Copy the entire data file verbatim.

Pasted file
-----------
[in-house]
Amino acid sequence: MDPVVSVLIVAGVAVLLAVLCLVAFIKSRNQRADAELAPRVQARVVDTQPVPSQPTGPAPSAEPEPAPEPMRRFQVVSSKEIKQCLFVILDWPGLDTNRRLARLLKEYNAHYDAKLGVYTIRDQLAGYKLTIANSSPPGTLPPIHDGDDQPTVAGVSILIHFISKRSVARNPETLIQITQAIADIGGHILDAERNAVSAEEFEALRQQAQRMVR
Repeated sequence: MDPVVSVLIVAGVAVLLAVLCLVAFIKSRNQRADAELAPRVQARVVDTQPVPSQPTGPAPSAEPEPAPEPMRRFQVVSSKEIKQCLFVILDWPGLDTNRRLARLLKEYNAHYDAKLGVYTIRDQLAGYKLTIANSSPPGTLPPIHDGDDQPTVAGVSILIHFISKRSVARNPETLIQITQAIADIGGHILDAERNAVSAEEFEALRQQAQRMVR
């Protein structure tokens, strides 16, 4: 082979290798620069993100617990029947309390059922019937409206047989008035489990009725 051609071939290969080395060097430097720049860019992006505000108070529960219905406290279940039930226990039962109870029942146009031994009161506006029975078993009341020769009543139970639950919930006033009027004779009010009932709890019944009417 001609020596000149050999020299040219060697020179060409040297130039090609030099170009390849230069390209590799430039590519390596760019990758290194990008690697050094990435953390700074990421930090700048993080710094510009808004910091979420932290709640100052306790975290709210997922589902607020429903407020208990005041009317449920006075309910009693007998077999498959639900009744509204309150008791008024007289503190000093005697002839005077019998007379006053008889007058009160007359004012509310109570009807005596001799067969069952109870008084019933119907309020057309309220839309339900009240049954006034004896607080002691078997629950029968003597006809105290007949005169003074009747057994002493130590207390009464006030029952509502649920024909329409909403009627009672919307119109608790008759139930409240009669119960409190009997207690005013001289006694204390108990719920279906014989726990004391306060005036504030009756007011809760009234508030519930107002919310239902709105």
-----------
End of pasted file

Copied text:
[in-house]
Amino acid sequence: MDPVVSVLIVAGVAVLLAVLCLVAFIKSRNQRADAELAPRVQARVVDTQPVPSQPTGPAPSAEPEPAPEPMRRFQVVSSKEIKQCLFVILDWPGLDTNRRLARLLKEYNAHYDAKLGVYTIRDQLAGYKLTIANSSPPGTLPPIHDGDDQPTVAGVSILIHFISKRSVARNPETLIQITQAIADIGGHILDAERNAVSAEEFEALRQQAQRMVR
Repeated sequence: MDPVVSVLIVAGVAVLLAVLCLVAFIKSRNQRADAELAPRVQARVVDTQPVPSQPTGPAPSAEPEPAPEPMRRFQVVSSKEIKQCLFVILDWPGLDTNRRLARLLKEYNAHYDAKLGVYTIRDQLAGYKLTIANSSPPGTLPPIHDGDDQPTVAGVSILIHFISKRSVARNPETLIQITQAIADIGGHILDAERNAVSAEEFEALRQQAQRMVR
């Protein structure tokens, strides 16, 4: 082979290798620069993100617990029947309390059922019937409206047989008035489990009725 051609071939290969080395060097430097720049860019992006505000108070529960219905406290279940039930226990039962109870029942146009031994009161506006029975078993009341020769009543139970639950919930006033009027004779009010009932709890019944009417 001609020596000149050999020299040219060697020179060409040297130039090609030099170009390849230069390209590799430039590519390596760019990758290194990008690697050094990435953390700074990421930090700048993080710094510009808004910091979420932290709640100052306790975290709210997922589902607020429903407020208990005041009317449920006075309910009693007998077999498959639900009744509204309150008791008024007289503190000093005697002839005077019998007379006053008889007058009160007359004012509310109570009807005596001799067969069952109870008084019933119907309020057309309220839309339900009240049954006034004896607080002691078997629950029968003597006809105290007949005169003074009747057994002493130590207390009464006030029952509502649920024909329409909403009627009672919307119109608790008759139930409240009669119960409190009997207690005013001289006694204390108990719920279906014989726990004391306060005036504030009756007011809760009234508030519930107002919310239902709105």